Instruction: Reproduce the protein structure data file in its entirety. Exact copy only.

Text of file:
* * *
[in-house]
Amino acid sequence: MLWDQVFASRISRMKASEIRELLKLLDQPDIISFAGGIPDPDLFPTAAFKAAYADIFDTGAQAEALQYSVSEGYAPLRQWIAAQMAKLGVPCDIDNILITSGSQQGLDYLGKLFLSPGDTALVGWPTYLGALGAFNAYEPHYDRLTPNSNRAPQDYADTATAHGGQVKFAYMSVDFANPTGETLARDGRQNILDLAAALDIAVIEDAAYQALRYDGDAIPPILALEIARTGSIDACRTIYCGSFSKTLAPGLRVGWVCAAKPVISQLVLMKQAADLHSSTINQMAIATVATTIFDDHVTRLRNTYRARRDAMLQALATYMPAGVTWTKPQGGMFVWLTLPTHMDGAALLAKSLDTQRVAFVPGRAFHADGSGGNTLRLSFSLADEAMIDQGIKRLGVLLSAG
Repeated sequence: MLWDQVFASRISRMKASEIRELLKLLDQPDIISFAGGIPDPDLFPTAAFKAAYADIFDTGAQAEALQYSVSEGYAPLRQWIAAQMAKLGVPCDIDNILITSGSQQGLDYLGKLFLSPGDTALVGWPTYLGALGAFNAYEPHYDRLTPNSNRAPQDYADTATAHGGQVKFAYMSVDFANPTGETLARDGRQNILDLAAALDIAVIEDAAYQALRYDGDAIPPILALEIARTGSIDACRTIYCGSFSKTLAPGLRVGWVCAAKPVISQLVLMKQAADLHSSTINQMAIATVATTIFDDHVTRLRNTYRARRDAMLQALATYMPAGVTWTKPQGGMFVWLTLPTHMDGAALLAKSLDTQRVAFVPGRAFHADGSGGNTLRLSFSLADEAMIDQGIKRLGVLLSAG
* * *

[in-house]
Amino acid sequence: MLWDQVFASRISRMKASEIRELLKLLDQPDIISFAGGIPDPDLFPTAAFKAAYADIFDTGAQAEALQYSVSEGYAPLRQWIAAQMAKLGVPCDIDNILITSGSQQGLDYLGKLFLSPGDTALVGWPTYLGALGAFNAYEPHYDRLTPNSNRAPQDYADTATAHGGQVKFAYMSVDFANPTGETLARDGRQNILDLAAALDIAVIEDAAYQALRYDGDAIPPILALEIARTGSIDACRTIYCGSFSKTLAPGLRVGWVCAAKPVISQLVLMKQAADLHSSTINQMAIATVATTIFDDHVTRLRNTYRARRDAMLQALATYMPAGVTWTKPQGGMFVWLTLPTHMDGAALLAKSLDTQRVAFVPGRAFHADGSGGNTLRLSFSLADEAMIDQGIKRLGVLLSAG
Repeated sequence: MLWDQVFASRISRMKASEIRELLKLLDQPDIISFAGGIPDPDLFPTAAFKAAYADIFDTGAQAEALQYSVSEGYAPLRQWIAAQMAKLGVPCDIDNILITSGSQQGLDYLGKLFLSPGDTALVGWPTYLGALGAFNAYEPHYDRLTPNSNRAPQDYADTATAHGGQVKFAYMSVDFANPTGETLARDGRQNILDLAAALDIAVIEDAAYQALRYDGDAIPPILALEIARTGSIDACRTIYCGSFSKTLAPGLRVGWVCAAKPVISQLVLMKQAADLHSSTINQMAIATVATTIFDDHVTRLRNTYRARRDAMLQALATYMPAGVTWTKPQGGMFVWLTLPTHMDGAALLAKSLDTQRVAFVPGRAFHADGSGGNTLRLSFSLADEAMIDQGIKRLGVLLSAG